You’d think with their previous track record, Lucasfilm and Disney as their parent company, would avoid prequels. The Star Wars prequel trilogy is not fondly remembered and many blame it for ruining a (practically) perfect trilogy series. This prequel has been met with trepidation also, especially because it deals with a character as popular and sacred as the original trilogy people work so hard to defend. Although Solo is not the “disaster” the prequel’s become renowned for, it isn’t the movie the potential of a Han Solo back-story could have been.
It has a lot of strong aspects. For starters, it is cast very well, with Alden Ehrenreich playing Han Solo with confidence. Smartly, the actor doesn’t do a Harrison Ford impression but instead focuses on the smaller, recognisable features that make Solo the man he becomes. This can be mimicking the way Ford uses his pistol in the original series through to the cocky smile that makes him such a likeable character.
Ehrenreich also has a great chemistry with Chewbacca. You see the beginning of this friendship and it is written very well and acted even better. You believe in the story that will bring these two characters from acquaintances to complete brothers-in-arms. Add to this a perfect performance from Donald Glover, who plays a perfect Lando Calrissian. This is much more of an “impression” but one with charm and the right amount of humour.
The “new” characters have more of a challenge and their impact is varied. Some, like Thandie Newton’s Val and Paul Bettany’s Drydan Vos feel wasted considering the talent involved. They do a good job and wish for more of a story involving these players. Luckily, both Woody Harrelson’s Beckett and Emilia Clarke’s Qi’ra get much more to do and develop much more interesting characters, even if the latter feels little more than a relationship MacGuffin at times.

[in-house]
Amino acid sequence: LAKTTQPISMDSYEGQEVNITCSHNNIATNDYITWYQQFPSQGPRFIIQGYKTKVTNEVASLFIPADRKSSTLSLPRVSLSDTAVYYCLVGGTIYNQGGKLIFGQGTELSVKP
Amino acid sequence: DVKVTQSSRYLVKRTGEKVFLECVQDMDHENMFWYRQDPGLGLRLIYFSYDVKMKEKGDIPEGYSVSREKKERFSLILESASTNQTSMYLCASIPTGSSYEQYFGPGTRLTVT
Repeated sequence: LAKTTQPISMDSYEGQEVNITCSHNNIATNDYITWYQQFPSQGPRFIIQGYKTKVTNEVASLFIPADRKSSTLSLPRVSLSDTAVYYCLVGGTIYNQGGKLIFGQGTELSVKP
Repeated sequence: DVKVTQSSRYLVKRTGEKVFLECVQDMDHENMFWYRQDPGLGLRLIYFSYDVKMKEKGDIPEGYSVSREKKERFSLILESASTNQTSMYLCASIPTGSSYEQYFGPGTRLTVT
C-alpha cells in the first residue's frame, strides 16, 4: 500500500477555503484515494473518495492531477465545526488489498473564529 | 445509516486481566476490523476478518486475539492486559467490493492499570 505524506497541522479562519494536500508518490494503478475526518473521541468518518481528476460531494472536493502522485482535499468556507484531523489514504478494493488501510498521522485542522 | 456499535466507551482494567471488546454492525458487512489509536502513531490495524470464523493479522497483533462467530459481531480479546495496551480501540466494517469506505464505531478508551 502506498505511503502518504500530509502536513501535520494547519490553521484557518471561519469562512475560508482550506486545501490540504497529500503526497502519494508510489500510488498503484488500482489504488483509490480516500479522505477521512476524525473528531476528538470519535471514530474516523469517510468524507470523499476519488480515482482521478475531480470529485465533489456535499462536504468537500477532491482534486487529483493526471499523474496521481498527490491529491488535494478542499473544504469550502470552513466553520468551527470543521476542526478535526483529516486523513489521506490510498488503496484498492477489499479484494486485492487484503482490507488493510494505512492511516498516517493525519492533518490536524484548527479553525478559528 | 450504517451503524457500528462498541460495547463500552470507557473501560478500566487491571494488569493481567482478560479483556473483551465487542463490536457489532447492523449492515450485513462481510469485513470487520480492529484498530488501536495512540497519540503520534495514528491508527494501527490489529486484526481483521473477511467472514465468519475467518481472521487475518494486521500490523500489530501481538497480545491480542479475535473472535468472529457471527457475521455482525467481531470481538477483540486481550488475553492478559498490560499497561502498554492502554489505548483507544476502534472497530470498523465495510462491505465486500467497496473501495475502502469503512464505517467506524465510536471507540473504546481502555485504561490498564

Interesting characters don’t mean much if the story they are involved in doesn’t excite and interest. Solo has a lot of interesting areas to explore and gives background to who Solo is, where he comes from and more importantly how he gets the Millennium Falcon and that famous “Kessel Run.” There are some great set-pieces, from a thrilling train-robbery to chase through an electrical “space-storm” and the movie is never boring and will keep you entertained.
Unfortunately, it never really feels like a “Star Wars” movie. There are moments which bring the “Star Wars Goosebumps,” especially anything that subtly foreshadows the epic moments from the original saga, but aside from the fantastic use of John Williams’ score, the movie never gets above average. It is a heist movie at best, with elements of western, but the epic, “Star Wars Saga” feel you hope for is strangely absent.
This could be down to the choice of director. Ron Howard is a great director but he is more adept at delivering a compelling story in a very solid way rather than pushing the envelope and taking the risks that fans of the series would be looking for. This is apparent in the way that Solo delivers a very well-told, clear tale but in a fairly pedestrian manner.
Overall, Solo is a solid instalment in the Star Wars series but doesn’t do enough to live-up to the heady-heights of the classic trilogy. It is well-acted and aspects of the story it fills-in work very well but the movie delivers a very pedestrian tale which never gets above average in it’s execution.
Rating – 3.5
(1 – AWFUL, 2 – AVERAGE, 3 – GOOD, 4 – GREAT, 5! – MUST SEE)